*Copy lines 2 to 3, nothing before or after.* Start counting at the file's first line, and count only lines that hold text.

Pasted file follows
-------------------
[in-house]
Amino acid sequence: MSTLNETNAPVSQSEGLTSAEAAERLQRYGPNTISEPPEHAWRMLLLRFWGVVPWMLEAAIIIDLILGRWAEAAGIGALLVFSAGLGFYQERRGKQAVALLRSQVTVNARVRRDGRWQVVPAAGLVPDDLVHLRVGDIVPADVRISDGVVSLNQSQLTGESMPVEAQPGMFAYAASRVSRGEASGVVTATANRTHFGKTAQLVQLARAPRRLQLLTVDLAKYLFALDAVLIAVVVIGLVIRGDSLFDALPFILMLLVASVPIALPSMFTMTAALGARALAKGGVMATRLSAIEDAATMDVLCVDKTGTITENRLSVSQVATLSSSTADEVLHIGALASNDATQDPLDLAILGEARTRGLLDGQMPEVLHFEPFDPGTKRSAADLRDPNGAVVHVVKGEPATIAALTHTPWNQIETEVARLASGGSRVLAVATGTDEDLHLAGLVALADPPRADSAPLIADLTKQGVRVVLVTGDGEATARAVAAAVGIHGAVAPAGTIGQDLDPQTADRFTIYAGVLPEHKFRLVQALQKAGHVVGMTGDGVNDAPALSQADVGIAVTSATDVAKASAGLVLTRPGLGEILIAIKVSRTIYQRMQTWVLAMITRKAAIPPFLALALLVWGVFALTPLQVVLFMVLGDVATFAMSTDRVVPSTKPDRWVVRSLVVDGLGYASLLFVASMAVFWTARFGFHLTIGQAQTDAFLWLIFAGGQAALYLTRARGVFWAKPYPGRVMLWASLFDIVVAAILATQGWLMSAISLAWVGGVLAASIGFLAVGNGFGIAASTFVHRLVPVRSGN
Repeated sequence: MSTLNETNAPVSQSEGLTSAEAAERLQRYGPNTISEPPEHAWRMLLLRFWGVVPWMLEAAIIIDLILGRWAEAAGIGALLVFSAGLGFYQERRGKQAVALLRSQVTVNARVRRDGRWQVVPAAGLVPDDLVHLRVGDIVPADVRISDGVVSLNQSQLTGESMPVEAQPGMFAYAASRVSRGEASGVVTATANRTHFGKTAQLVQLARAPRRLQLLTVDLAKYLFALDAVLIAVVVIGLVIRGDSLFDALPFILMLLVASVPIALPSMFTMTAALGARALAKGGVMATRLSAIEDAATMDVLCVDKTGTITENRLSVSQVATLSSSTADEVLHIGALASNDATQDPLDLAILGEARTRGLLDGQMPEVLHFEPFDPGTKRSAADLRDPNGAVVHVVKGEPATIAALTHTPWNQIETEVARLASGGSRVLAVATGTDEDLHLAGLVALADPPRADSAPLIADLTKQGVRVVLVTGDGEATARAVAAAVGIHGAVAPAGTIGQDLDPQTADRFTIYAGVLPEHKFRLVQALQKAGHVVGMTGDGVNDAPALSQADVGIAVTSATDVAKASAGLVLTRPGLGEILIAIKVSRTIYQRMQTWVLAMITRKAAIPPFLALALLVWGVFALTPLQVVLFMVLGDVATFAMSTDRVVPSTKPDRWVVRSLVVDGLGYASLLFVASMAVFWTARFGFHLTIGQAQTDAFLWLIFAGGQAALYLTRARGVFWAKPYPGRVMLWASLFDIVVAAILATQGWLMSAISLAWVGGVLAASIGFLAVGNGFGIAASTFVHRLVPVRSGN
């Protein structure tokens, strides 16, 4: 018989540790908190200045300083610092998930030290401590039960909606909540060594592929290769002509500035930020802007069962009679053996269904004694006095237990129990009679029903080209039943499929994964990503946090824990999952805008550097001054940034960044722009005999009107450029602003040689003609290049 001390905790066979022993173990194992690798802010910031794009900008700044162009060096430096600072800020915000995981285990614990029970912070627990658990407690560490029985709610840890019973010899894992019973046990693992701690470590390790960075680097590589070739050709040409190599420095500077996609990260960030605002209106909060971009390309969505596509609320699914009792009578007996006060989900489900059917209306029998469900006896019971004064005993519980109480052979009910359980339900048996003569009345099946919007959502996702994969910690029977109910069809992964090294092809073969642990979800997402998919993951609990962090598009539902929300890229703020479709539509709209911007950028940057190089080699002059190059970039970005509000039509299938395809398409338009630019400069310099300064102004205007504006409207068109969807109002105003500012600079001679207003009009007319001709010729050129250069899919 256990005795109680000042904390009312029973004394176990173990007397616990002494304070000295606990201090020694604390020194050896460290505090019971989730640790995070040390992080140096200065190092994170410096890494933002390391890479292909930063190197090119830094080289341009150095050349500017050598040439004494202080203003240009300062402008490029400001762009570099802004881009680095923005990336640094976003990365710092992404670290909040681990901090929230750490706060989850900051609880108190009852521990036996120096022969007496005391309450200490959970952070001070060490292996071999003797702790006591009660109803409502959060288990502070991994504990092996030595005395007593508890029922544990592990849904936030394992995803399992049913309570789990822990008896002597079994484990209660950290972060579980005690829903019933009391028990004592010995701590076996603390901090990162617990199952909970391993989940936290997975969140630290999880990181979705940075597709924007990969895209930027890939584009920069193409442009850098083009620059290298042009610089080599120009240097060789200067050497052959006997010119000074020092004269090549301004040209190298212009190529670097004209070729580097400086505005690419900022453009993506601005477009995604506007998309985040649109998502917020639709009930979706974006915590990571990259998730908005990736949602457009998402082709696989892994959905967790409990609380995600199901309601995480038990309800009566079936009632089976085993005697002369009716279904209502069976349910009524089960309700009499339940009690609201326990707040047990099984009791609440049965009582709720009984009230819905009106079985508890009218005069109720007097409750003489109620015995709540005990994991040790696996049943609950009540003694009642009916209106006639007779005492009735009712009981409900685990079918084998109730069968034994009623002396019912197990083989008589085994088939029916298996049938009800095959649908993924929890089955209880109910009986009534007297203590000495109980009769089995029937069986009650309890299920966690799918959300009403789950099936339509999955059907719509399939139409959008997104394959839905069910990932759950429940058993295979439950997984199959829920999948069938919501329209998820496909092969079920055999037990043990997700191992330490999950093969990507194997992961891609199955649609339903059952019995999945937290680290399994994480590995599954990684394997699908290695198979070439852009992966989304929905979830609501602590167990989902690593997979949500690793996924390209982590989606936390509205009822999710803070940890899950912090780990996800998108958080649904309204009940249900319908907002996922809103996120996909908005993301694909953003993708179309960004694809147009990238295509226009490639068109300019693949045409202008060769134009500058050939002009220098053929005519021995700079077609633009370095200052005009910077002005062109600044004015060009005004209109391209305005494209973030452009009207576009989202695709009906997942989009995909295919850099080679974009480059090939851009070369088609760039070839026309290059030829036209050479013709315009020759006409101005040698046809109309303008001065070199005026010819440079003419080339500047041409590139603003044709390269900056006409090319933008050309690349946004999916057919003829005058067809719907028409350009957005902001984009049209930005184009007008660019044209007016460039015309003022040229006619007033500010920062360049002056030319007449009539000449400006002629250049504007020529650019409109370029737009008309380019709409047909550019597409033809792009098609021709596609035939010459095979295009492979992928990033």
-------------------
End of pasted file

Amino acid sequence: MSTLNETNAPVSQSEGLTSAEAAERLQRYGPNTISEPPEHAWRMLLLRFWGVVPWMLEAAIIIDLILGRWAEAAGIGALLVFSAGLGFYQERRGKQAVALLRSQVTVNARVRRDGRWQVVPAAGLVPDDLVHLRVGDIVPADVRISDGVVSLNQSQLTGESMPVEAQPGMFAYAASRVSRGEASGVVTATANRTHFGKTAQLVQLARAPRRLQLLTVDLAKYLFALDAVLIAVVVIGLVIRGDSLFDALPFILMLLVASVPIALPSMFTMTAALGARALAKGGVMATRLSAIEDAATMDVLCVDKTGTITENRLSVSQVATLSSSTADEVLHIGALASNDATQDPLDLAILGEARTRGLLDGQMPEVLHFEPFDPGTKRSAADLRDPNGAVVHVVKGEPATIAALTHTPWNQIETEVARLASGGSRVLAVATGTDEDLHLAGLVALADPPRADSAPLIADLTKQGVRVVLVTGDGEATARAVAAAVGIHGAVAPAGTIGQDLDPQTADRFTIYAGVLPEHKFRLVQALQKAGHVVGMTGDGVNDAPALSQADVGIAVTSATDVAKASAGLVLTRPGLGEILIAIKVSRTIYQRMQTWVLAMITRKAAIPPFLALALLVWGVFALTPLQVVLFMVLGDVATFAMSTDRVVPSTKPDRWVVRSLVVDGLGYASLLFVASMAVFWTARFGFHLTIGQAQTDAFLWLIFAGGQAALYLTRARGVFWAKPYPGRVMLWASLFDIVVAAILATQGWLMSAISLAWVGGVLAASIGFLAVGNGFGIAASTFVHRLVPVRSGN
Repeated sequence: MSTLNETNAPVSQSEGLTSAEAAERLQRYGPNTISEPPEHAWRMLLLRFWGVVPWMLEAAIIIDLILGRWAEAAGIGALLVFSAGLGFYQERRGKQAVALLRSQVTVNARVRRDGRWQVVPAAGLVPDDLVHLRVGDIVPADVRISDGVVSLNQSQLTGESMPVEAQPGMFAYAASRVSRGEASGVVTATANRTHFGKTAQLVQLARAPRRLQLLTVDLAKYLFALDAVLIAVVVIGLVIRGDSLFDALPFILMLLVASVPIALPSMFTMTAALGARALAKGGVMATRLSAIEDAATMDVLCVDKTGTITENRLSVSQVATLSSSTADEVLHIGALASNDATQDPLDLAILGEARTRGLLDGQMPEVLHFEPFDPGTKRSAADLRDPNGAVVHVVKGEPATIAALTHTPWNQIETEVARLASGGSRVLAVATGTDEDLHLAGLVALADPPRADSAPLIADLTKQGVRVVLVTGDGEATARAVAAAVGIHGAVAPAGTIGQDLDPQTADRFTIYAGVLPEHKFRLVQALQKAGHVVGMTGDGVNDAPALSQADVGIAVTSATDVAKASAGLVLTRPGLGEILIAIKVSRTIYQRMQTWVLAMITRKAAIPPFLALALLVWGVFALTPLQVVLFMVLGDVATFAMSTDRVVPSTKPDRWVVRSLVVDGLGYASLLFVASMAVFWTARFGFHLTIGQAQTDAFLWLIFAGGQAALYLTRARGVFWAKPYPGRVMLWASLFDIVVAAILATQGWLMSAISLAWVGGVLAASIGFLAVGNGFGIAASTFVHRLVPVRSGN